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The point about minimum wages

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Some people seem to have misunderstood the point about this post on minimum wages [2]. The point was simple. A lot of people I speak to, not just "regular" students, but legislators and journalists who I sometimes teach, think that only regulations or unions keep businesses from exploiting workers. They are shocked to discover that less than 10% of the private work force is unionized and that somehow, most workers, something over 96%, maybe closer to 99%, manage to make more than the minimum. Usually half of these groups when I survey them think that at least (at least!) 20% of the work force earns the minimum wage or less and that only legislation keeps it from being lower. But legislation turns out to be relatively unimportant compared to supply and demand—that is, competition. if you try to pay less than the going rate for the skills you want to hire, you can’t attract workers.

Meanwhile, Tim Worstall points out [3] something I missed:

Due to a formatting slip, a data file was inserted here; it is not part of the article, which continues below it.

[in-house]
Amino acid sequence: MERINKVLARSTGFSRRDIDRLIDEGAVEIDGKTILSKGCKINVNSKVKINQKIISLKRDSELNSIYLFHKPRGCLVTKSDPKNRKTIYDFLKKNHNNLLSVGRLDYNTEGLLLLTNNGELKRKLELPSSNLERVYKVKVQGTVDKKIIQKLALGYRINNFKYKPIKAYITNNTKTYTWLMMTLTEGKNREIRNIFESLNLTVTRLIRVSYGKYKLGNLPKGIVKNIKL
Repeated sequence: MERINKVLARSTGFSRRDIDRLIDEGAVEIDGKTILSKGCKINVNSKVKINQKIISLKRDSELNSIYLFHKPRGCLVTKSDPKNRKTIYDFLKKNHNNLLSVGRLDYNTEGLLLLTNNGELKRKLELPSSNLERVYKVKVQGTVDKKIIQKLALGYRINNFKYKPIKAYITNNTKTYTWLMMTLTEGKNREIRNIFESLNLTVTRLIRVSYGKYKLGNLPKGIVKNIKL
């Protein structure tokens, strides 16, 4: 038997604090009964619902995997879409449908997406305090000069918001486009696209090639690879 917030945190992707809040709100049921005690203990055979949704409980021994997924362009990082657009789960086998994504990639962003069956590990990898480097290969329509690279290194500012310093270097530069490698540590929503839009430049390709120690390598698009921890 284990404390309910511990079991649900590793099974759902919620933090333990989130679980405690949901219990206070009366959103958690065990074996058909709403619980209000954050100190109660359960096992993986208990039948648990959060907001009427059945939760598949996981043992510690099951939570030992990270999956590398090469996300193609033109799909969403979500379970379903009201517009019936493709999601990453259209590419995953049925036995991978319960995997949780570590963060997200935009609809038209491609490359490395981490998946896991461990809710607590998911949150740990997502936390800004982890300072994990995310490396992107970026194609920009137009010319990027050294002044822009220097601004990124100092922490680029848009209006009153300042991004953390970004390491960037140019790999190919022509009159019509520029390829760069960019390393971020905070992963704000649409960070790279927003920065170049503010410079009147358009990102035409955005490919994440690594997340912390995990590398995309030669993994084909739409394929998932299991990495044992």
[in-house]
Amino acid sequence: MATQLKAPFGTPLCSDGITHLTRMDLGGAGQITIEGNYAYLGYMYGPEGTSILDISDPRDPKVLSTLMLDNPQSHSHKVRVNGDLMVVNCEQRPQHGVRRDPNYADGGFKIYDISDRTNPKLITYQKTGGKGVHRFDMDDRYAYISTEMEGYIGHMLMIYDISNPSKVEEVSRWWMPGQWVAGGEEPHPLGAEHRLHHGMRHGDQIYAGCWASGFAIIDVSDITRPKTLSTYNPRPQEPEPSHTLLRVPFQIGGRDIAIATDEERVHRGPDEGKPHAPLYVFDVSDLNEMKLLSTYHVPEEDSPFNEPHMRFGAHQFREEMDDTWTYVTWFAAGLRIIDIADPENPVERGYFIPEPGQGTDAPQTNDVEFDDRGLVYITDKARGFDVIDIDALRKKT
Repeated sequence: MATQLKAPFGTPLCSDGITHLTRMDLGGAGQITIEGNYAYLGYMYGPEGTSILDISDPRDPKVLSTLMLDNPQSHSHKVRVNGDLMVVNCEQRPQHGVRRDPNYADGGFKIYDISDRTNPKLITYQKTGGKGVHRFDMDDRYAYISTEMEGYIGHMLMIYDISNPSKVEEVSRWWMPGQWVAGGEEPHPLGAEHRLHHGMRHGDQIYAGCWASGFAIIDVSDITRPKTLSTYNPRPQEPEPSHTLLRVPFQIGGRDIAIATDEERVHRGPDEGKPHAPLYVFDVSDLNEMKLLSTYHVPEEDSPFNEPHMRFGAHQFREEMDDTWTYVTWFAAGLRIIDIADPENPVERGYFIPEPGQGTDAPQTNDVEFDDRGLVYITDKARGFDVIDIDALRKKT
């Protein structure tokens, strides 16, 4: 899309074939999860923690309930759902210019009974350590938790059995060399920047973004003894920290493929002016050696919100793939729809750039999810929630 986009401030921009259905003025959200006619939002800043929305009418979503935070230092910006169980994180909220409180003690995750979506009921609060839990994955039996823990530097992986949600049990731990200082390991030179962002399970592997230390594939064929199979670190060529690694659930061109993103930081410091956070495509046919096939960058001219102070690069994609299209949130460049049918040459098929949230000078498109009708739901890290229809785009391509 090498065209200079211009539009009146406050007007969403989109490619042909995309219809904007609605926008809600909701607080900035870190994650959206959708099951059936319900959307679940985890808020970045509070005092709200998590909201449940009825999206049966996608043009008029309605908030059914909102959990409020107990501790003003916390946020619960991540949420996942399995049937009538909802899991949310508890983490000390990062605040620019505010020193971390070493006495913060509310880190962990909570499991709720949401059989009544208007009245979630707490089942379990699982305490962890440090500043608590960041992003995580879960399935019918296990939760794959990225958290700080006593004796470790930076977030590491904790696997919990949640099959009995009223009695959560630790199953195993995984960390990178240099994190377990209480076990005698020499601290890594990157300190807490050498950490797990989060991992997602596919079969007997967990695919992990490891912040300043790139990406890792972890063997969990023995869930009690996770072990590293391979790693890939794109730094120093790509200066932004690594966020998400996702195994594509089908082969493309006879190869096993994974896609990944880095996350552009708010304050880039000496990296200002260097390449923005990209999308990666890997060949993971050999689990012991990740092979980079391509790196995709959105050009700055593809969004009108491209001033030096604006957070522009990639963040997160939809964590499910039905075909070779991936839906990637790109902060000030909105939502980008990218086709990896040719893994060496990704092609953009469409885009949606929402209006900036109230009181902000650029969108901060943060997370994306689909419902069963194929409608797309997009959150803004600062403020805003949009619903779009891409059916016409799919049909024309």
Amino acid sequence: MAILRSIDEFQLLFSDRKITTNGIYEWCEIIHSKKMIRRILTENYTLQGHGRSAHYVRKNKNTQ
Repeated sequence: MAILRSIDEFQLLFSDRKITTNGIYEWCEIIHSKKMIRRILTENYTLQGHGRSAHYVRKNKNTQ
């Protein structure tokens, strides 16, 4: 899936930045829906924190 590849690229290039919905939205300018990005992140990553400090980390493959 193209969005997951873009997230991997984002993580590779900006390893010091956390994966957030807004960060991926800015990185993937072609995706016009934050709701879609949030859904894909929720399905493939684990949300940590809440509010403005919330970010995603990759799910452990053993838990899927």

Unfortunately, on the page he’s taken his information from he’s missed one thing which makes his case even stronger [4].

Nearly three in four workers earning $5.15 or less in 2006 were
employed in service occupations, mostly in food preparation and service
jobs.

That’s your waitron units and barkeeps folks. And what do we know
about people who do these sorts of jobs? Well, perhaps you have to have
actually done them (as I have, everything from the graveyard shift in a
Denny’s to tending bar around the corner from this guy’s [5]
place): they all make tips. In fact, so much so that there is (or at
least used to be when that BLS report was prepared) a special minimum
wage for those in such jobs, one lower than the official Federal
minimum wage.

For example, way back when, the min. wage was $3.35 an hour. Waiters
got $2.01. You didn’t really care because even serving pancakes at 5 am
you made another $25-$30 a shift ($50-$150 in a decent place). Barkeeps
got $3.35 plus tips.

The BLS numbers are reporting what employers paid employees, not
what people are actually earning. So we might in fact say that while
the number being paid the minimum wage or less is 2.2% of the workforce, the number actually earning that figure is more like 0.5%.

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